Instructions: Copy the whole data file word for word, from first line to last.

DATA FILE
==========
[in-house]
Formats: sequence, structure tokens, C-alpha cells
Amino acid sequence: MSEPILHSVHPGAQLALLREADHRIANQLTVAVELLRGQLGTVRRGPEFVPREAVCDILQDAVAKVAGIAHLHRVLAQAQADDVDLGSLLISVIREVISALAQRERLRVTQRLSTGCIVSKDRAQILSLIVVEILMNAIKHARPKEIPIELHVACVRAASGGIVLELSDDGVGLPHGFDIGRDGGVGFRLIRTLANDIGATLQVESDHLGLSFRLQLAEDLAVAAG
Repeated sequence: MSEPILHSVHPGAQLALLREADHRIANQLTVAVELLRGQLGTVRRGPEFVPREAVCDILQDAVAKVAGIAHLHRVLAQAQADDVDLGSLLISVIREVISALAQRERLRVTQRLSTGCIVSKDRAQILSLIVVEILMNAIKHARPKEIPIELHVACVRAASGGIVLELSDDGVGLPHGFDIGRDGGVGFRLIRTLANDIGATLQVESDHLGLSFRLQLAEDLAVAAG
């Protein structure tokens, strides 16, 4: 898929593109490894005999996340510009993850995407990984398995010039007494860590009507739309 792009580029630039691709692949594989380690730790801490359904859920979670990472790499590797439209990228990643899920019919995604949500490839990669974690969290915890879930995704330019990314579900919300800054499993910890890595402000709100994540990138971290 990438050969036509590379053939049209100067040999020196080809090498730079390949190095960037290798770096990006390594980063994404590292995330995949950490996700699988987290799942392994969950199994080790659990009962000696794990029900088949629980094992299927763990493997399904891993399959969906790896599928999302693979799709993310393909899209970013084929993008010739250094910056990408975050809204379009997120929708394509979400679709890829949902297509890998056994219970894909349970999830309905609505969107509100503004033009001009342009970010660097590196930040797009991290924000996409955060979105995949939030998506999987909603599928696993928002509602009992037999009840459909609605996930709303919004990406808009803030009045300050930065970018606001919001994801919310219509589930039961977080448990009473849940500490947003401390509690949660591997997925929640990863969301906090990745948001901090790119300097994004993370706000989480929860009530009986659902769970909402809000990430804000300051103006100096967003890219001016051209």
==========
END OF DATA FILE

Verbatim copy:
[in-house]
Formats: sequence, structure tokens, C-alpha cells
Amino acid sequence: MSEPILHSVHPGAQLALLREADHRIANQLTVAVELLRGQLGTVRRGPEFVPREAVCDILQDAVAKVAGIAHLHRVLAQAQADDVDLGSLLISVIREVISALAQRERLRVTQRLSTGCIVSKDRAQILSLIVVEILMNAIKHARPKEIPIELHVACVRAASGGIVLELSDDGVGLPHGFDIGRDGGVGFRLIRTLANDIGATLQVESDHLGLSFRLQLAEDLAVAAG
Repeated sequence: MSEPILHSVHPGAQLALLREADHRIANQLTVAVELLRGQLGTVRRGPEFVPREAVCDILQDAVAKVAGIAHLHRVLAQAQADDVDLGSLLISVIREVISALAQRERLRVTQRLSTGCIVSKDRAQILSLIVVEILMNAIKHARPKEIPIELHVACVRAASGGIVLELSDDGVGLPHGFDIGRDGGVGFRLIRTLANDIGATLQVESDHLGLSFRLQLAEDLAVAAG
């Protein structure tokens, strides 16, 4: 898929593109490894005999996340510009993850995407990984398995010039007494860590009507739309 792009580029630039691709692949594989380690730790801490359904859920979670990472790499590797439209990228990643899920019919995604949500490839990669974690969290915890879930995704330019990314579900919300800054499993910890890595402000709100994540990138971290 990438050969036509590379053939049209100067040999020196080809090498730079390949190095960037290798770096990006390594980063994404590292995330995949950490996700699988987290799942392994969950199994080790659990009962000696794990029900088949629980094992299927763990493997399904891993399959969906790896599928999302693979799709993310393909899209970013084929993008010739250094910056990408975050809204379009997120929708394509979400679709890829949902297509890998056994219970894909349970999830309905609505969107509100503004033009001009342009970010660097590196930040797009991290924000996409955060979105995949939030998506999987909603599928696993928002509602009992037999009840459909609605996930709303919004990406808009803030009045300050930065970018606001919001994801919310219509589930039961977080448990009473849940500490947003401390509690949660591997997925929640990863969301906090990745948001901090790119300097994004993370706000989480929860009530009986659902769970909402809000990430804000300051103006100096967003890219001016051209």